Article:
31: Terje Rypdal: After The Rain (1976)
Between 1971 and 2013, Rypdal, a Norwegian guitarist whose first musical inspiration was The Shadows’ fretboard maestro, Hank Marvin, was one of ECM’s core artists. After The Rain is a stunning solo set on which Rypdal plays every instrument to create ten – mostly brooding – atmospheric soundscapes dominated by soaring guitar lines.
Key track: “Air”
30: Kenny Wheeler: Angel Song (1997)
An in-demand Canadian-born trumpeter who lived in the UK, Wheeler (1930-2014) made nine solo albums for ECM between 1975 and 2013. On the notably drumless Angel Song, Wheeler joined forces with saxophonist Lee Konitz, guitarist Bill Frisell and bassist Dave Holland to come up with nine elegant, low-key pieces that were in perfect sync with ECM’s chamber-jazz aesthetic.
Key track: “Nicolette”
29: Mike Nock: Ondas (1982)
This was the New Zealand-born pianist’s only album for ECM: a trio recording with bassist Eddie Gomez and drummer Jon Christensen assisting. Nock’s piano playing is luxuriously spacious yet eloquent, and his compositions are evocative in a vivid, pictorial way. An underappreciated gem in ECM’s catalogue, Ondas deserves a wider audience.
Key track: “Forgotten Love”
28: Arvo Pärt: Tabula Rasa (1984)
A formidable Estonian composer, Pärt joined ECM’s roster and launched the label’s New Series imprint, devoted to recordings of contemporary classical music. The centerpiece of this five-track album is the elegiac title music, which is a two-part concerto for two violins and chamber orchestra, written in a minimalist style. Also included is the haunting “Cantus In Memory Of Benjamin Britten.”
Key track: “Tabula Rasa 1: Ludus”
27: Paul Bley: Open, To Love (1973)
A renowned Canadian pianist/composer, Bley (1932-2016) was a proponent of bebop who recorded with Charlie Parker in the 50s before joining the vanguard of the avant-garde jazz movement. This solo piano album was his third outing for ECM, but its meditative, pointillistic style and ambient utilization of space helped to define the label’s sonic identity in its formative years.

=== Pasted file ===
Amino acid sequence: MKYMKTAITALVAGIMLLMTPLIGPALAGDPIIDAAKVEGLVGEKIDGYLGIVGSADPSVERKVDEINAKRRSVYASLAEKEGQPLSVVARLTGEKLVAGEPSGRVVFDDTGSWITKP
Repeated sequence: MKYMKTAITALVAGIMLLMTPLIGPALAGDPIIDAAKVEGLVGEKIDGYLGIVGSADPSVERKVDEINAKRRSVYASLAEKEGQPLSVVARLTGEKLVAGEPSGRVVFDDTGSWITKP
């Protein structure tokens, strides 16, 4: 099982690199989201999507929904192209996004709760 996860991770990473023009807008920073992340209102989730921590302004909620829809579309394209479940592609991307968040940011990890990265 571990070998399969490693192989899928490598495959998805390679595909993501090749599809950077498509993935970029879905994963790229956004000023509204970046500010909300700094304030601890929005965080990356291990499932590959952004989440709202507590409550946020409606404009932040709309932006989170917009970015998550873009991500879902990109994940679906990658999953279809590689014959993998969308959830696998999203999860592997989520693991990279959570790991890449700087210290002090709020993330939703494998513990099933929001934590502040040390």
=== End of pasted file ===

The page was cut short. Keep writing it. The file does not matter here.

Key track: “Ida Lupino”
26: Charlie Haden: The Ballad Of The Fallen (1983)
A double bassist who rose to fame with Ornette Coleman, Haden later led a remarkable ensemble called Liberation Music Orchestra. This was his second album with a new incarnation of the 12-piece outfit, which in 1983 included pianist Carla Bley (who scored the arrangements), trumpeter Don Cherry, saxophonist Dewey Redman, and drummer Paul Motian. There’s a decidedly Latin feel to the ten compositions, which are beautifully arranged and played.
Key track: “Els Segadors”
25: Jan Garbarek Group: It’s OK To Listen To The Gray Voice (1984)
Norwegian saxophonist Garbarek became a familiar name to jazz fans when he played in Keith Jarrett’s “European Quartet” in the 70s, but he quickly established himself as an important recording artist in his own right. Arguably the peak of his work is this absorbing set whose titles are based on poems by the Swedish bard Tomas Tranströmer. The music is episodic, veering from serene tableaus to angst-ridden ruminations.
Key track: “White Noise Of Forgetfulness”
24: Dave Liebman: Lookout Farm (1974)
This native New Yorker was still playing sax in Miles Davis’ group when he recorded Lookout Farm, the first of only two outings for ECM. The saxophonist, who also plays flute on the album, is joined by a band that includes guitarist John Abercrombie and keyboardist Richie Beirach.
Key track: “Pablo’s Story”
23: Marion Brown: Afternoon Of A Georgia Fawn (1971)
A noted avant-garde saxophonist who recorded for Impulse! and ESP-Disk,” Brown (1931-2010) recorded this one-off album for ECM in New York during August 1970. Featuring a stellar supporting cast (including Anthony Braxton, Chick Corea, Bennie Maupin, and Andrew Cyrille), the album is highly experimental and contains two long tracks dominated by insect-like percussive noises.
Key track: “Djinji’s Corner”
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22: The Gary Burton Quartet With Eberhard Weber: Passengers (1977)
A key ECM recording artist in the 70s and early 80s, this Indiana-born vibraphonist had a young Pat Metheny in his ace group on Passengers, which also features two bassists: Steve Swallow on bass guitar, with Eberhard Weber on electric double bass, interweaving contrapuntal lines that bind the music together.
Key track: “Sea Journey”
21: Pat Metheny Group: Offramp (1982)
As well as enjoying a stellar solo career, Metheny has successfully led his own band as a separate entity since 1977. Offramp showcased the fretboard maven playing guitar synth for the first time and went on to top the Billboard jazz charts (it also won a Grammy for best fusion performance). The album’s keystone is the gently chugging anthem “Are You Going With Me?” which became the guitarist’s signature tune.
Key track: “Are You Going With Me?”
Are You Going With Me? (Live)
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20: Jan Garbarek, Keith Jarrett, Palle Danielsson, Jon Christensen: Belonging (1974)